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Space


— Space

Mars orbiter prepares for next year's InSight lander arrival

By - July 29, 2015

Space travel is a constant exercise in forward planning, with mission control thinking years and sometimes decades in advance. A case in point is NASA's InSight Mars lander, which is scheduled to touchdown on the Red Planet on September 26, 2016. This may be more than a year away, but the space agency is already moving its Mars Reconnaissance Orbiter (MRO) into a new orbit to provide communications support during the landing.

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— Space

Human error and inadequate training blamed for SpaceShipTwo crash

By - July 28, 2015 5 Pictures

The United States National Transportation Safety Board (NTSB) released the conclusions of its accident investigation into the crash of Virgin Galactic's SpaceShipTwo last year over the Mojave Desert. According to the report, the accident was due to an error by the co-pilot, who prematurely released the spacecraft's feather system, placing too much stress on the fuselage and causing it to break up.

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— Space

Ice flows, hazy hydrocarbons among latest Pluto reveals

By - July 26, 2015 4 Pictures

NASA has detailed fresh discoveries and released the latest batch of images from New Horizons. Sent as the unmanned probe hurtles away from Pluto and out of the Solar System, the new images and readings show a haze that may be the source of Pluto's reddish color and exotic ice that flows like glaciers. The space agency has also shared a spectacular New Horizons flyby simulation video.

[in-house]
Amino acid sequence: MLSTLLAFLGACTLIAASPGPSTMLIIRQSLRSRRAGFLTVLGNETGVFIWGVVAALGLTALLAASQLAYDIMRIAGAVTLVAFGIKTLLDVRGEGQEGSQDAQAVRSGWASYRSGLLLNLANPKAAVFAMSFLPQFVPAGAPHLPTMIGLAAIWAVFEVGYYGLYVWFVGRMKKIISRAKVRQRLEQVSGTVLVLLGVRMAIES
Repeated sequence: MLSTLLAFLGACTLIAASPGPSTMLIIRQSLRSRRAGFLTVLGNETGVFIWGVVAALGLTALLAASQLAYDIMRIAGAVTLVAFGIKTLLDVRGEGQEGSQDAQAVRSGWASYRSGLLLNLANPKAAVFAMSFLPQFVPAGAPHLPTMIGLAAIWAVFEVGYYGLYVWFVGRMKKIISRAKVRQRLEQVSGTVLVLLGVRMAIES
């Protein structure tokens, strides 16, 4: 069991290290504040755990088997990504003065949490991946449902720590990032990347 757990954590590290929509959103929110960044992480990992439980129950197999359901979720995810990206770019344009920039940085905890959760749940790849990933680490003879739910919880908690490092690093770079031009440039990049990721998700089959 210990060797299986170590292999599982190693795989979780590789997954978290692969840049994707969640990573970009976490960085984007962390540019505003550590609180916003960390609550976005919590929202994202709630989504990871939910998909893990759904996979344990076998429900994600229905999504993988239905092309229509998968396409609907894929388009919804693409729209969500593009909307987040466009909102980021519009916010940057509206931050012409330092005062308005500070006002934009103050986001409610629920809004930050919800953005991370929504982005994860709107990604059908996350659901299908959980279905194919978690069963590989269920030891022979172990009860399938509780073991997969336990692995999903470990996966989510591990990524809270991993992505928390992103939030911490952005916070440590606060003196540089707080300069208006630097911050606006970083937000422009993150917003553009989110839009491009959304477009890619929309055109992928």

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— Space

ALMA provides detailed look at galaxy formation in the early Universe

By - July 24, 2015 2 Pictures

Astronomers have used the Atacama Large Millimeter/submillimeter Array (ALMA) to observe distant clouds of star-forming gas from just 800 million years after the Big Bang. The findings represent the first time that the objects have been seen as anything more than just faint blotches, and the new data from the observations is set to significantly impact our understanding of the early Universe.

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NASA looking into the use of windbots to explore the skies of Jupiter

By - July 23, 2015

From squid-like submarines to bouncing rovers, NASA is never short of a crazy idea or two, and now the agency is looking to explore the potential of using "windbots" to investigate the skies above Jupiter. The agency has invested US$100,000 of NIAC funds in the project, which could potentially revolutionize how we gain data on some of the most inhospitable planets in our solar system.

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— Space

Kepler discovers "Earth's bigger, older cousin"

By - July 23, 2015 13 Pictures

The odds of finding a habitable planet outside of our Solar System got a significant boost today, as NASA announced the discovery of the most Earthlike world orbiting the most Sunlike star yet. Named Kepler-425b, the new world located 1,400 light-years away in the constellation Cygnus was detected by the Kepler space telescope. It has been characterized by the space agency as "Earth's bigger, older cousin."

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— Space

Soyuz spacecraft docks with ISS despite failing to deploy solar panel

By - July 23, 2015 6 Pictures

A Russian-made Soyuz TMA-17M blasted off from the Baikonur Cosmodrome last night, as it undertook a journey to the International Space Station. Aboard the spacecraft was NASA astronaut Kjell Lindgren, Russian Federal Space Agency (Roscosmos) cosmonaut Oleg Kononenko and Japan Aerospace Exploration Agency (JAXA) astronaut Kimiya Yui. The initial launch proceeded without incident, with the rocket successfully reaching preliminary staging orbit. However, soon after reaching space it became apparent that the spacecraft's port solar array had failed to open.

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